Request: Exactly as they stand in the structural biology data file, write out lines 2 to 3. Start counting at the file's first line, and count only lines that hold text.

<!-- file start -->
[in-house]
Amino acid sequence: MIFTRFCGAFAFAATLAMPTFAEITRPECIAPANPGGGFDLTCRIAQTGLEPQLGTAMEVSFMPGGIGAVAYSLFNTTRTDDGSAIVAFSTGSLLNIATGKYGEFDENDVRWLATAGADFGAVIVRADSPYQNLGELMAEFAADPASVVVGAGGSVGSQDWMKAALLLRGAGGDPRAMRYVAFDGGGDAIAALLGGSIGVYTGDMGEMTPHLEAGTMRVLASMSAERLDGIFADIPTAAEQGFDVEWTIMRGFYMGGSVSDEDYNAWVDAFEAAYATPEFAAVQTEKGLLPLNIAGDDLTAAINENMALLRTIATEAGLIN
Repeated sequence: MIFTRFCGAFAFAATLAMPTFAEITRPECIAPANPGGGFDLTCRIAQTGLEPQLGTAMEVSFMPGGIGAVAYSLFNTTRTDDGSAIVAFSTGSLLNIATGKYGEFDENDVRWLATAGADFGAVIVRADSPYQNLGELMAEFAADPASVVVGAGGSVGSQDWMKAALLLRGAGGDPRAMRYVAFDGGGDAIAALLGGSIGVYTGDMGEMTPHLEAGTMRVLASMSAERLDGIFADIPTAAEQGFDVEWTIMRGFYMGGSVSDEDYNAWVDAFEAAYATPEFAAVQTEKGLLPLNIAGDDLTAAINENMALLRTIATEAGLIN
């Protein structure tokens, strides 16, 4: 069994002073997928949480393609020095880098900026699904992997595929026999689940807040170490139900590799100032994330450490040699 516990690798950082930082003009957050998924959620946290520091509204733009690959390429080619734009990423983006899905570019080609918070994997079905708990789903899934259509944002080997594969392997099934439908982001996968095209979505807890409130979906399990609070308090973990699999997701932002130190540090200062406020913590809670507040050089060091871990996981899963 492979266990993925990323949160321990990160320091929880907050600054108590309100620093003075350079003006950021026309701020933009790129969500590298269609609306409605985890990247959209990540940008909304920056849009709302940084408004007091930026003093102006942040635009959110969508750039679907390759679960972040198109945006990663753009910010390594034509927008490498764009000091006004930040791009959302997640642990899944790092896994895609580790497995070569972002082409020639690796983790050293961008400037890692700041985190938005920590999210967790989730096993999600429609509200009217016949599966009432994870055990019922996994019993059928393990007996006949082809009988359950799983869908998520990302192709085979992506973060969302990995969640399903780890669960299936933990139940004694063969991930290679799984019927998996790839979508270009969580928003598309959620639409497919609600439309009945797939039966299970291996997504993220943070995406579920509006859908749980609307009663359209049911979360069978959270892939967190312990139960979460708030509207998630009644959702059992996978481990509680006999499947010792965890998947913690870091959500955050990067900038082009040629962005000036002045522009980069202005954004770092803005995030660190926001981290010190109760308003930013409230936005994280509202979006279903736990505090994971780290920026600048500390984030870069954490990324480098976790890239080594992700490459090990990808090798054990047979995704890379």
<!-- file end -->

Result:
Amino acid sequence: MIFTRFCGAFAFAATLAMPTFAEITRPECIAPANPGGGFDLTCRIAQTGLEPQLGTAMEVSFMPGGIGAVAYSLFNTTRTDDGSAIVAFSTGSLLNIATGKYGEFDENDVRWLATAGADFGAVIVRADSPYQNLGELMAEFAADPASVVVGAGGSVGSQDWMKAALLLRGAGGDPRAMRYVAFDGGGDAIAALLGGSIGVYTGDMGEMTPHLEAGTMRVLASMSAERLDGIFADIPTAAEQGFDVEWTIMRGFYMGGSVSDEDYNAWVDAFEAAYATPEFAAVQTEKGLLPLNIAGDDLTAAINENMALLRTIATEAGLIN
Repeated sequence: MIFTRFCGAFAFAATLAMPTFAEITRPECIAPANPGGGFDLTCRIAQTGLEPQLGTAMEVSFMPGGIGAVAYSLFNTTRTDDGSAIVAFSTGSLLNIATGKYGEFDENDVRWLATAGADFGAVIVRADSPYQNLGELMAEFAADPASVVVGAGGSVGSQDWMKAALLLRGAGGDPRAMRYVAFDGGGDAIAALLGGSIGVYTGDMGEMTPHLEAGTMRVLASMSAERLDGIFADIPTAAEQGFDVEWTIMRGFYMGGSVSDEDYNAWVDAFEAAYATPEFAAVQTEKGLLPLNIAGDDLTAAINENMALLRTIATEAGLIN